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Environmental rights and responsibilities

Region: Ontario Answer # 367

Everyone in Ontario has environmental rights and responsibilities. Some people also have a legal responsibility to know about environmental law because of the activities or business they are involved in.

Rights for everyone in Ontario

Everyone in the province of Ontario has the right to play an active role in protecting the environment. Ontario’s Environmental Bill of Rights enables citizens to provide input into the development of provincial legislation. It also gives citizens the right to request an investigation into an environmental offence, and to sue someone who they believe has broken the law and harmed the environment. For example, if you see your neighbour improperly dumping a harmful substance, you have the right to ask the Ministry of the Environment, Conservation and Parks to investigate. Depending on the situation, you may also have a right to sue this person for the environmental damage they cause.

As well, the Canadian Environmental Protection Act, 1999 encourages and supports all citizens to provide input into the development of federal legislation. View 380 What are your environmental rights? for more information.


People who are involved in specific industries

People who are involved in specific industries have a duty to protect the environment and to obey all environmental laws. People who are involved in activities that have a direct impact on the environment have a duty to know about and follow all environmental laws. This includes people who handle or transport chemicals or waste, and people in construction, manufacturing and biotechnology. People who are involved in activities such as selling real estate or lending money with land as collateral also need to be aware of environmental issues and laws so they can advise their clients and avoid liability themselves.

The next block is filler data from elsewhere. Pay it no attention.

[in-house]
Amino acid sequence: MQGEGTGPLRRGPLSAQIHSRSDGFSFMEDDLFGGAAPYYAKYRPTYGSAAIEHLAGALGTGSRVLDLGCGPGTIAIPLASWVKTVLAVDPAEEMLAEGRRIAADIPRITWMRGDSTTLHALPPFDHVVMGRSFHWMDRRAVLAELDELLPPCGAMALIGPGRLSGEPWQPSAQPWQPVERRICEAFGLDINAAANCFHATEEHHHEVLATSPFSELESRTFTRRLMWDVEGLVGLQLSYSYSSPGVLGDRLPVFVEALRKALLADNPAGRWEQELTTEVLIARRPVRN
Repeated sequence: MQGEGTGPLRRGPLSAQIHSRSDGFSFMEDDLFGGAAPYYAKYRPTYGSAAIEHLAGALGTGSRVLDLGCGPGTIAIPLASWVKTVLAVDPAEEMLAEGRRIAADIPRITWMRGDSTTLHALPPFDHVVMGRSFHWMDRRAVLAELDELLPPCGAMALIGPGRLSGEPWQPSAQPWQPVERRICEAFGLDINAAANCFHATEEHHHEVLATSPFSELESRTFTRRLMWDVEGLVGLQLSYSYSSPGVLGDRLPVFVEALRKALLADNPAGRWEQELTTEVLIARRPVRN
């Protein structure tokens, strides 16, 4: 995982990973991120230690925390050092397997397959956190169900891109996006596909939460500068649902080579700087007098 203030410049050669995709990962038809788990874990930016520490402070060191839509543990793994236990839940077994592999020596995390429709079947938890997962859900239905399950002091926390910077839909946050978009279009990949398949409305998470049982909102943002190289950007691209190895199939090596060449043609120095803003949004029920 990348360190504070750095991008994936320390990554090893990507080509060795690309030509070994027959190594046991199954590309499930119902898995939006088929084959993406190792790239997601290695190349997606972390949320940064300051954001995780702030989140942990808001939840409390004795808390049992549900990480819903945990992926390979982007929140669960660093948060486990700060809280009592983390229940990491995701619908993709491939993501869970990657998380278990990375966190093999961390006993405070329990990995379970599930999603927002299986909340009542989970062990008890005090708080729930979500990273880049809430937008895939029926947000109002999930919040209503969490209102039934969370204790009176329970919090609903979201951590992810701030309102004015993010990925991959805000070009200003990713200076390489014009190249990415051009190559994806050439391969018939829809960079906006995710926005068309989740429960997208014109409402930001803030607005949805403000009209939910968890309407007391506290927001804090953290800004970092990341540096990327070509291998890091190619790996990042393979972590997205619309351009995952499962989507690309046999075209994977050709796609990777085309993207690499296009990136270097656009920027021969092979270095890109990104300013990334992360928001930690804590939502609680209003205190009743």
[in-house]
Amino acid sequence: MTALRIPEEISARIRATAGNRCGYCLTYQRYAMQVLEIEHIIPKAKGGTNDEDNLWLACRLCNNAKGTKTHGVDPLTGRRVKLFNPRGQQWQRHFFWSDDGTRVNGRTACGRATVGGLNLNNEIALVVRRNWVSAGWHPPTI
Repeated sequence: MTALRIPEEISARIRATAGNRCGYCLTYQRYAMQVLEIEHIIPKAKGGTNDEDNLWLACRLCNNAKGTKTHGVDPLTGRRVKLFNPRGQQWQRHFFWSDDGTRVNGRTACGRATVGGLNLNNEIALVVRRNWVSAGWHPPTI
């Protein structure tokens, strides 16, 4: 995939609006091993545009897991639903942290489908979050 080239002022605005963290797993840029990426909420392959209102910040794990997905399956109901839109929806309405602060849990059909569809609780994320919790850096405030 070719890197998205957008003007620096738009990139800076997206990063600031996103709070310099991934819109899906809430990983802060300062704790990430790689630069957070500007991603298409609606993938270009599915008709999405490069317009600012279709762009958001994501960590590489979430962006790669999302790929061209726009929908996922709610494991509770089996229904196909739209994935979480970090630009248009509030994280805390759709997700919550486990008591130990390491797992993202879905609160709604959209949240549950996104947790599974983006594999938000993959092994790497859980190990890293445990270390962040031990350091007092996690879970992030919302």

Additional information

If you need additional information about the Environmental Bill of Rights or your environmental responsibilities in Ontario, visit the Ministry of the Environment, Conservation and Parks. For additional information about environmental law in Canada, visit Environment and Climate Change Canada.

For legal advice, contact an environmental law lawyer.

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